Affordable housing or rent control, what’s right for Pasadena?

The City of Pasadena
The City of Pasadena

The Pasadena Tenants Union, a recently formed tenants rights group, is debating whether it should advocate for either more affordable housing or rent control in Pasadena. The group will announce its decision in February 2017, according to Pasadena Now.

Unlike a number of other Southern California cities, such as Los Angeles, Beverly Hills, West Hollywood, Santa Monica, Palm Springs, San Francisco and Thousand Oaks, Pasadena does not have any official policies on rent control, despite the fact that 52 percent of its residents are renters.

“Obviously, it’s going to be an uphill battle, but I would say that it’s a fight that needs to happen here, particularly because a significant number of residents here rent homes, and obviously rental prices keep going up,” local labor and immigration activist Pablo Alvarado, who pushed for the formation of the union, told the paper. “Eventually, workers will come from other places to work here, and they will not be able to live here anymore.”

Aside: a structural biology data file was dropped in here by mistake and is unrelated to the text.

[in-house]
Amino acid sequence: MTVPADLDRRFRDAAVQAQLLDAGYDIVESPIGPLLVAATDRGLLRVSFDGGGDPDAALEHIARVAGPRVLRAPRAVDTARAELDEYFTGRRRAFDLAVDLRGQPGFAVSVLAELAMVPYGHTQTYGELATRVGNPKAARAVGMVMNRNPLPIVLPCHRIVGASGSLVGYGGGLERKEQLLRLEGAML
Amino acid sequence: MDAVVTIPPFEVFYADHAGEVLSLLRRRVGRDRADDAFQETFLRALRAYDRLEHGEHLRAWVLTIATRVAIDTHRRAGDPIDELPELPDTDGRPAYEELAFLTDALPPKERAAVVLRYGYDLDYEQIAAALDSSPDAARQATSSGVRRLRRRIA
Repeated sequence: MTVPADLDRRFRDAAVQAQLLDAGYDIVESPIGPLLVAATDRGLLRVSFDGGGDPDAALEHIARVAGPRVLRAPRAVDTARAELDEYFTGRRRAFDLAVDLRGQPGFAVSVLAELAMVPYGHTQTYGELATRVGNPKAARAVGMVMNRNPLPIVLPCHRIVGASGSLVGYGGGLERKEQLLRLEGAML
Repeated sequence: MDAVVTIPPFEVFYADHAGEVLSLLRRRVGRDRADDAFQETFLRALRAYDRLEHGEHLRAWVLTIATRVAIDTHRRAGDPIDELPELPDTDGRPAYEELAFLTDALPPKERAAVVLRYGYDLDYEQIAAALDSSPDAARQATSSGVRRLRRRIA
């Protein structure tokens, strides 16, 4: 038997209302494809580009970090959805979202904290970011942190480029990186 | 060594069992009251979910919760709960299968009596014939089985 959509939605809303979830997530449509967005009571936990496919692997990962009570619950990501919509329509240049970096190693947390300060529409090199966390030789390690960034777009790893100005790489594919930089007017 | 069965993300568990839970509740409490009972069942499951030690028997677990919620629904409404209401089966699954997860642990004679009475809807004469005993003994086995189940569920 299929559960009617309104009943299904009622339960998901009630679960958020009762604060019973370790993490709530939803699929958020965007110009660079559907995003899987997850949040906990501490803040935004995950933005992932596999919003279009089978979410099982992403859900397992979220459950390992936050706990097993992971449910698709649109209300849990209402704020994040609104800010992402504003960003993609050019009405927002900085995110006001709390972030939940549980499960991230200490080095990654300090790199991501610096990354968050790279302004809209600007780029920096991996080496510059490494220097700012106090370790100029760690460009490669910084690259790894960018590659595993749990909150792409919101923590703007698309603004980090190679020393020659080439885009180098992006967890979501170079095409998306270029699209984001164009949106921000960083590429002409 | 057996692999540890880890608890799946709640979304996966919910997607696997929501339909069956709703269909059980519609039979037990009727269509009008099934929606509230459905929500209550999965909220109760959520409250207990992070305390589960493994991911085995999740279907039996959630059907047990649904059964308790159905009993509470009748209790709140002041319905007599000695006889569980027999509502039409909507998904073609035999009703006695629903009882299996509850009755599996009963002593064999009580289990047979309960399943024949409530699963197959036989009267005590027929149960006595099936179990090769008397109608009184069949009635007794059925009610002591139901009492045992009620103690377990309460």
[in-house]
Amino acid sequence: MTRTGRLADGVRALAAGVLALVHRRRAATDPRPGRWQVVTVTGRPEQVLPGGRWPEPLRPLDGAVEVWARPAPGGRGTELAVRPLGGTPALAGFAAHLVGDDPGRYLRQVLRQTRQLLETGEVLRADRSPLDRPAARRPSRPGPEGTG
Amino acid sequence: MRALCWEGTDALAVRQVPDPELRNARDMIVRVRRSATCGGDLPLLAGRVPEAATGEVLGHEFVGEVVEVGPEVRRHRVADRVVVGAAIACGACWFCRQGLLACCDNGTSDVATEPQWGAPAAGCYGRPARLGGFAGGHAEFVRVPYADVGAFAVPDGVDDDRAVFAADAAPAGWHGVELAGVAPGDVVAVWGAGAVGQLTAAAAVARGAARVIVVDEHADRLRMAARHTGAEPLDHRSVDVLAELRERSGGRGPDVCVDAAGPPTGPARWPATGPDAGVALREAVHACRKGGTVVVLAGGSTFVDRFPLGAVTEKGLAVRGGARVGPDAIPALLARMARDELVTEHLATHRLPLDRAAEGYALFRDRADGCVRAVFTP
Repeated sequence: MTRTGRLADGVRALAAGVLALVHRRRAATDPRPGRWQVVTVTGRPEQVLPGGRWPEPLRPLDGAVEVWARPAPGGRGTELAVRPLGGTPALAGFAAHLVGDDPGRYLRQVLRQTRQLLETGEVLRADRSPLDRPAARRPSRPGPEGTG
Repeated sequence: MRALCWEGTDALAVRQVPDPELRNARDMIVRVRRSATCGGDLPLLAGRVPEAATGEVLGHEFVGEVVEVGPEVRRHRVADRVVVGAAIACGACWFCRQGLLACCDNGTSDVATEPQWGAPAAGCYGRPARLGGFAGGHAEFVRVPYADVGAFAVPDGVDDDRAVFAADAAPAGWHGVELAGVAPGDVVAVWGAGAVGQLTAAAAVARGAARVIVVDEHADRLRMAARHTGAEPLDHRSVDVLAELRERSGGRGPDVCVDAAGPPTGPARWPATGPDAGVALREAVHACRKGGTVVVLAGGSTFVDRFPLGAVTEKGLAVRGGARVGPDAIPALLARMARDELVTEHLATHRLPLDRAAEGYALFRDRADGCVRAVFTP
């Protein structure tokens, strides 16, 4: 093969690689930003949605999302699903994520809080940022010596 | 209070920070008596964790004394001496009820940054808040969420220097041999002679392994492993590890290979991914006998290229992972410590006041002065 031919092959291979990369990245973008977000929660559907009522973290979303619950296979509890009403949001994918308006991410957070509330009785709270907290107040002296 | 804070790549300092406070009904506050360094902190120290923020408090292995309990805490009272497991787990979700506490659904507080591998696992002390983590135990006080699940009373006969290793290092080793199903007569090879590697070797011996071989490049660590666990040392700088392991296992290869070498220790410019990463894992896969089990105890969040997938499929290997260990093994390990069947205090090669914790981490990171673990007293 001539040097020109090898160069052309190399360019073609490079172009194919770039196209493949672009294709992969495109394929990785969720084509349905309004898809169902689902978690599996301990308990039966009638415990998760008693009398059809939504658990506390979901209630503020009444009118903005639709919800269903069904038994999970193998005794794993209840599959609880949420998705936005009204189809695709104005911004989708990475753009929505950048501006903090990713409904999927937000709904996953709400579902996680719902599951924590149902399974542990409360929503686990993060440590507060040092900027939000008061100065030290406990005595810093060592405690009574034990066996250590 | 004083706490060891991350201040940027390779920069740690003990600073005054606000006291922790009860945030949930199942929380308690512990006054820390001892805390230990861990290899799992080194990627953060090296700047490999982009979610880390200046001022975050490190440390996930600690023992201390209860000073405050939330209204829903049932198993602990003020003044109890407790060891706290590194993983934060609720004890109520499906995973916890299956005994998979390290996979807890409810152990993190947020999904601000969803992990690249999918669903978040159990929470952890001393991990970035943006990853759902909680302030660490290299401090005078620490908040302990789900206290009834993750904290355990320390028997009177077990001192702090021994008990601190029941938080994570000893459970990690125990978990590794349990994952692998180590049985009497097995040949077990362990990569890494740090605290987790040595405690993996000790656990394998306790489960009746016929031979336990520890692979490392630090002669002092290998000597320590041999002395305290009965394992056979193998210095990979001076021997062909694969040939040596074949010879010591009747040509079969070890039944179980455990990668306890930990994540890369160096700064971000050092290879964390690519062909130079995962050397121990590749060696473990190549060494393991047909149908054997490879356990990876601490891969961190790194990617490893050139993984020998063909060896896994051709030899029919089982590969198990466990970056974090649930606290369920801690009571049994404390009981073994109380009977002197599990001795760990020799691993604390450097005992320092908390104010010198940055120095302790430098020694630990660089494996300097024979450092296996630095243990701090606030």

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There are close to 3,000 affordable housing units in Pasadena, primarily apartments, and another 1,400 low-income families who receive Section 8 housing vouchers, according to Bill Huang, Pasadena’s Director of Housing.

Under the Inclusionary Housing Ordinance, which mandates 15 percent of new developments must be affordable units, 46 affordable units were developed in the city over the last year, while another 50 are currently under construction. [Pasadena Now]Gabrielle Paluch